Modulation of chagasic cardiomyopathy by interleukin-4: dissociation between inflammation and tissue parasitism

Am J Pathol. 2001 Aug;159(2):703-9. doi: 10.1016/S0002-9440(10)61741-5.


Chronic chagasic cardiomyopathy (CChC) is characterized by an inflammatory reaction which may eventually lead to heart enlargement, arrythmia, and death. As described herein, interleukin-4-deficient mice mount increased specific T helper (Th) 1 immune responses when infected with Trypanosoma cruzi, as compared to wild-type mice. Interestingly, these mice had reduced parasitism and mortality and exacerbated inflammation in their hearts, demonstrating a clear dissociation between inflammation and parasite load. The modulation of these phenomena so as to maximize host and parasite survivals may depend on a fine balance between Th responses, in which a Th1 response will, on one hand, control parasitism and, on the other hand, enhance heart inflammation throughout the course of the infection.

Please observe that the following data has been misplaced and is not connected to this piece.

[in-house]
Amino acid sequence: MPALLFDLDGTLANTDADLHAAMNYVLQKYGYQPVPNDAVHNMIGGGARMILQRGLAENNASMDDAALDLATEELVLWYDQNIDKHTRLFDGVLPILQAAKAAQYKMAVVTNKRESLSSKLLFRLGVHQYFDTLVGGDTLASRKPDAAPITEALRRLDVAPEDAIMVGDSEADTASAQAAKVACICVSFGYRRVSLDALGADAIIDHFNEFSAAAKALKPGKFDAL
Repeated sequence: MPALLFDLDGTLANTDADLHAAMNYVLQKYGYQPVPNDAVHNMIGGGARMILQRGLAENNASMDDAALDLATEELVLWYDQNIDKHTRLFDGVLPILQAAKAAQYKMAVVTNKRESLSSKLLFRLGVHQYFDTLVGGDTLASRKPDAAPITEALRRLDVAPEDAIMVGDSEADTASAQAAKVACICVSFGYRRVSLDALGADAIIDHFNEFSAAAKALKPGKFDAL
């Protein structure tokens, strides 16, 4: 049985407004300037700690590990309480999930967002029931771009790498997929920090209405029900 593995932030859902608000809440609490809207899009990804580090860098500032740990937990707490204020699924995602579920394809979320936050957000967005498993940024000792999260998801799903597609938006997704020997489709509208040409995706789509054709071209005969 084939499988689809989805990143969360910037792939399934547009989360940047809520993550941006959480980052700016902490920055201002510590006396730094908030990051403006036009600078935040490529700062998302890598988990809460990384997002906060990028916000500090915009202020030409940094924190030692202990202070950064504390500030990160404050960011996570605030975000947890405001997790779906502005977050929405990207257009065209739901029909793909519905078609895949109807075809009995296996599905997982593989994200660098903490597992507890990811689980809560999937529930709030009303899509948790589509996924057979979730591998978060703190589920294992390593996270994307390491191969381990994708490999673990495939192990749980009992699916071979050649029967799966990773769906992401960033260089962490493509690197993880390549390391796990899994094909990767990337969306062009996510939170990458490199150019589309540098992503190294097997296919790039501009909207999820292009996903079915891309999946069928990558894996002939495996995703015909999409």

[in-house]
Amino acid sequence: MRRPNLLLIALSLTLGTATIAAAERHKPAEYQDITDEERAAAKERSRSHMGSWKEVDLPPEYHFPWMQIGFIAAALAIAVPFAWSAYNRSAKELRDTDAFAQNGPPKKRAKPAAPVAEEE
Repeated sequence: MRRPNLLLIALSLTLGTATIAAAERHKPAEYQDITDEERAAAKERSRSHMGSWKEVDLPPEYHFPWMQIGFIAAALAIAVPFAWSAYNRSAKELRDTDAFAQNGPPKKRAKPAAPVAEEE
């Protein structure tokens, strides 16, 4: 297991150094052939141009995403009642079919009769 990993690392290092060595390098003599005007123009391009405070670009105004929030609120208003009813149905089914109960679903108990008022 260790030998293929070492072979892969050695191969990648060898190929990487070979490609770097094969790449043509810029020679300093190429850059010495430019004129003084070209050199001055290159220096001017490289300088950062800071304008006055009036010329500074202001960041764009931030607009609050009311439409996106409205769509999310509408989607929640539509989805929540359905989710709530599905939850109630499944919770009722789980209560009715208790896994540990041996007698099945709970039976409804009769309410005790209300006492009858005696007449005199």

Publication types

  • Research Support, Non-U.S. Gov't

MeSH terms

  • Animals
  • Chagas Cardiomyopathy / genetics
  • Chagas Cardiomyopathy / immunology*
  • Chagas Cardiomyopathy / pathology
  • Immunity, Innate / genetics
  • Immunity, Innate / immunology
  • Inflammation / immunology*
  • Inflammation / pathology
  • Interleukin-4 / deficiency
  • Interleukin-4 / genetics
  • Interleukin-4 / physiology*
  • Lymphocyte Activation
  • Mice
  • Mice, Inbred BALB C
  • Mice, Knockout
  • Mice, Nude
  • Myocarditis / genetics
  • Myocarditis / immunology
  • Myocarditis / pathology
  • Parasitemia / immunology*
  • Parasitemia / pathology
  • T-Lymphocytes, Helper-Inducer / immunology*
  • Time Factors
  • Trypanosoma cruzi


  • Interleukin-4